Silicon Valley is known as the hub of technology. San Francisco is known as a hub for just about everything else. The East Bay, on the other hand, is a hidden gem when it comes to jobs of the future.
Our president, Lou Ramondetta, recently took part in a tour of the Patterson High School Supply Chain & Logistics Training Center, which has become a model for how schools and companies can work together to create good-paying jobs and a steady pipeline of opportunities for communities traditionally left out of the tech boom.
Thanks to the East Bay Transportation & Logistics Partnership, Surplus Service as well as a number of other organizations were able to see the possibilities when government, schools and businesses collaborate to give students real world experience in the workforce.
“What we’ve done is we’ve changed work requirements to say that, unless you get a four-year college degree and work in Silicon Valley doing coding, you’re worthless. The reality is very few people can do that,” said Ramondetta, who in addition to running an award-winning e-waste management company in Fremont, CA, is a big advocate for green and supply chain logistics jobs. “Some young people say, ‘I just want to finish high school and go to work,’ and they should have that option. All those people need is to have the opportunities available to them.”
The program in Patterson started when the high school received a $20,000 seed grant from the Central Valley Leadership Institute. Now, the Patterson training center has grown to a 10,000-square-foot facility with partnerships with big companies such as Grainger and Amazon. A companion program has also been established with Modesto Junior College to offer certificate and associate’s degrees by the time the students finish high school.
The program also has a partnership with First Book to receive, process and ship more than 30,000 books a year. Amazon has signed on to hire 10 program graduates a year, and other companies are following suit. These aren’t just regular warehouse jobs. Some of these jobs pay an average salary between $80,000 and $100,000.
This is all being accomplished in a region that has historically been an agricultural-based economy full of seasonal, minimum wage jobs with no benefits.
So just imagine what can happen if the same partnerships were created in East Bay cities such as Oakland, said Alyson Greenlee of the East Bay Transportation & Logistics Partnership.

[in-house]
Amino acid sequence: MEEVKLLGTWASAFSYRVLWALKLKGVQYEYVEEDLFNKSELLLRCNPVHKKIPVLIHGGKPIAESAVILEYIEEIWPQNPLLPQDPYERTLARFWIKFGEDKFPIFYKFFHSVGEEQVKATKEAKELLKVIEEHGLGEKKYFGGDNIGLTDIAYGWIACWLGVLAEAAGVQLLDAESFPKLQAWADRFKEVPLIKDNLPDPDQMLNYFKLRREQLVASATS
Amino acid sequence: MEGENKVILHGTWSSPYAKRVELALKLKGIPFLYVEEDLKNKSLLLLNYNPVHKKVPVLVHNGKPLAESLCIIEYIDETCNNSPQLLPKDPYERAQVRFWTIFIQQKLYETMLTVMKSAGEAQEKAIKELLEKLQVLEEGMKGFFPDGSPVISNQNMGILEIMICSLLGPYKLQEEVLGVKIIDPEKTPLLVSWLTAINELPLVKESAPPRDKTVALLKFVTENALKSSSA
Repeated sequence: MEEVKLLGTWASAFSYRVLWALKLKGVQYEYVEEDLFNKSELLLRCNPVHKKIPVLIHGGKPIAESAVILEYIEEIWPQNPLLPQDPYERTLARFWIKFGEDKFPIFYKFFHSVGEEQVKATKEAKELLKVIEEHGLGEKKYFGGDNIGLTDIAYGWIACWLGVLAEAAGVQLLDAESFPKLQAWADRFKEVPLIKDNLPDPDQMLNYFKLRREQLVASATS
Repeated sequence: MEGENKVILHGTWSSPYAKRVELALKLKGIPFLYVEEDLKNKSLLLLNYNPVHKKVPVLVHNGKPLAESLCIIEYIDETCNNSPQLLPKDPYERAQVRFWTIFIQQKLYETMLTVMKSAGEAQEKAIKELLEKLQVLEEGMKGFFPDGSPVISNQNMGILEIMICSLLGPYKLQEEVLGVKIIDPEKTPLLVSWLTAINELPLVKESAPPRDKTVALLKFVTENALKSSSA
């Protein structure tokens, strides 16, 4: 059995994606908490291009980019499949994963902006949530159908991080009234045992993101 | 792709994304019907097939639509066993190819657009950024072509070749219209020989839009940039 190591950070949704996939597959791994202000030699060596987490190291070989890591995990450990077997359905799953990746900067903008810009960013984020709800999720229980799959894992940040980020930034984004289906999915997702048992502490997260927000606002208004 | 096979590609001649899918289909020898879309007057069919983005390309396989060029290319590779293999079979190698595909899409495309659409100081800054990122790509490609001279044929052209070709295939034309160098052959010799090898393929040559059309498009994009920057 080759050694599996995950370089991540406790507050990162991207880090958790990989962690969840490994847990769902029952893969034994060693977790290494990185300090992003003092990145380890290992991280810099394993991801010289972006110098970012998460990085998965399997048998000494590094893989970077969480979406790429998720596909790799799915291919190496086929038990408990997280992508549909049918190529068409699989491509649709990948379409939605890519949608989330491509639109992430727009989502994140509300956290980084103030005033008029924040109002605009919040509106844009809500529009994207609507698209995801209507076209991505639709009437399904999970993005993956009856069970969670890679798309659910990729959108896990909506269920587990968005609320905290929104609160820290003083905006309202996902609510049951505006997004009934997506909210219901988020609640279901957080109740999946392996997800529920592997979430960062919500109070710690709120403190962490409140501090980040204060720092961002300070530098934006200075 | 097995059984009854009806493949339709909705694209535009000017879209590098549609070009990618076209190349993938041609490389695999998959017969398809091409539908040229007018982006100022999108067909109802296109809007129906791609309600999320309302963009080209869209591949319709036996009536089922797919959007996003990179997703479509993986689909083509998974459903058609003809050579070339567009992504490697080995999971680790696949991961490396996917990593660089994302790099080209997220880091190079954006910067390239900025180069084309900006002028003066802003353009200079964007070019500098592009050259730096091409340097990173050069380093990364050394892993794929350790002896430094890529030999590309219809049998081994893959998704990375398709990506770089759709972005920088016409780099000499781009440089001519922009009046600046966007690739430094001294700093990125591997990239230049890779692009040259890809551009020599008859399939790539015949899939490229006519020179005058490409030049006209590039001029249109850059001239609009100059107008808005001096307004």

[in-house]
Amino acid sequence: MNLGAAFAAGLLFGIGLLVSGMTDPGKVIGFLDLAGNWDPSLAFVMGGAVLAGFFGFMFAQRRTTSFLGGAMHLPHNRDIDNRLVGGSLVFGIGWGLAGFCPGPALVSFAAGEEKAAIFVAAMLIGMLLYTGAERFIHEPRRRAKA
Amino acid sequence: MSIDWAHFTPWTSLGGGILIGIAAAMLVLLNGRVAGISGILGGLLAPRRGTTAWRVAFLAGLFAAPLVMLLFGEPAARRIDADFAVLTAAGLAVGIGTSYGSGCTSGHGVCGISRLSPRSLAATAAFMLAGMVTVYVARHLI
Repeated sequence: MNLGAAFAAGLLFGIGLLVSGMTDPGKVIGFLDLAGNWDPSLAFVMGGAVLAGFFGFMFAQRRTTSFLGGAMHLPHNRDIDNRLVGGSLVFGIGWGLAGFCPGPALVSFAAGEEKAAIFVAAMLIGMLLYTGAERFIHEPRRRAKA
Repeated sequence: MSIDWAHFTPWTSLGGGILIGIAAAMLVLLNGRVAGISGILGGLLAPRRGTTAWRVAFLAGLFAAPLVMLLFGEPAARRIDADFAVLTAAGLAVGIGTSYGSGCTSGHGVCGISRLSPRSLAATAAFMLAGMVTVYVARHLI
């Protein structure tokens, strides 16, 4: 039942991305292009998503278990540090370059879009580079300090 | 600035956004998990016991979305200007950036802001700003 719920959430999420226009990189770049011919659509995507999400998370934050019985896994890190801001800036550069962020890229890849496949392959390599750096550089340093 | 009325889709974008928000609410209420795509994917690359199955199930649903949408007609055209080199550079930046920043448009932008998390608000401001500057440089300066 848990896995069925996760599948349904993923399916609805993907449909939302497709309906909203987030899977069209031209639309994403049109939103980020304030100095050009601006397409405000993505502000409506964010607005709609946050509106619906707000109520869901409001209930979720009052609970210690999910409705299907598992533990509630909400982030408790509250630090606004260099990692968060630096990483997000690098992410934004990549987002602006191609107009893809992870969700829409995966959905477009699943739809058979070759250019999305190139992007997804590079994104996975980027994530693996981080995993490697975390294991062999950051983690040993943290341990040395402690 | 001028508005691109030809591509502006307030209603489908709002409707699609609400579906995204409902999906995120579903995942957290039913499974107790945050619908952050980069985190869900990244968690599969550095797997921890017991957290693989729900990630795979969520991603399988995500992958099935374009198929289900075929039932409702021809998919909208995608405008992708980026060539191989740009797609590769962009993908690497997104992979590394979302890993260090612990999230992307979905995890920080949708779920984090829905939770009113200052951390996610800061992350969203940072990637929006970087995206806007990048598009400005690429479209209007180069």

“One in three jobs in the Bay Area are in industries that make or move goods,” said Greenlee, citing a recent report from the Metropolitan Transportation Commission. “This partnership is developing logistics training for young people that meets the needs of these industries.”
Ramondetta said he believes that jobs of the future can be created right in the heart of the East Bay if more industry leaders jumped on board. The Transportation & Logistics Partnership boasts a membership of more than 100 companies, and more companies are being encouraged to join.
By becoming member, a company can take advantage of a number of benefits—not just for their own bottom line, but also for the overall economy.
Some of the benefits include having input on job training, working directly with schools to develop programs that prepare students for jobs of the future, and working on legislative initiatives that lead to funding for projects, roads and grants for member companies.
To learn more about the East Bay Transportation & Logistics Partnership, visit Ebtlp.org.
Surplus Service is a San Francisco, CA Bay Area-based award-winning e-waste management business that specializes in ITAD, medical recycling, electronic liquidation, reverse logistics and data eradication. As the No. 1 electronic reuse and recycling leader, our goal is to provide eco-friendly solutions that lead to the reuse of electronics rather than just having them recycled or end up in a landfill. To learn more about us, send us a note, call one of our e-waste recycling specialists at (510) 226-0600 or email us at Info@SurplusService.com.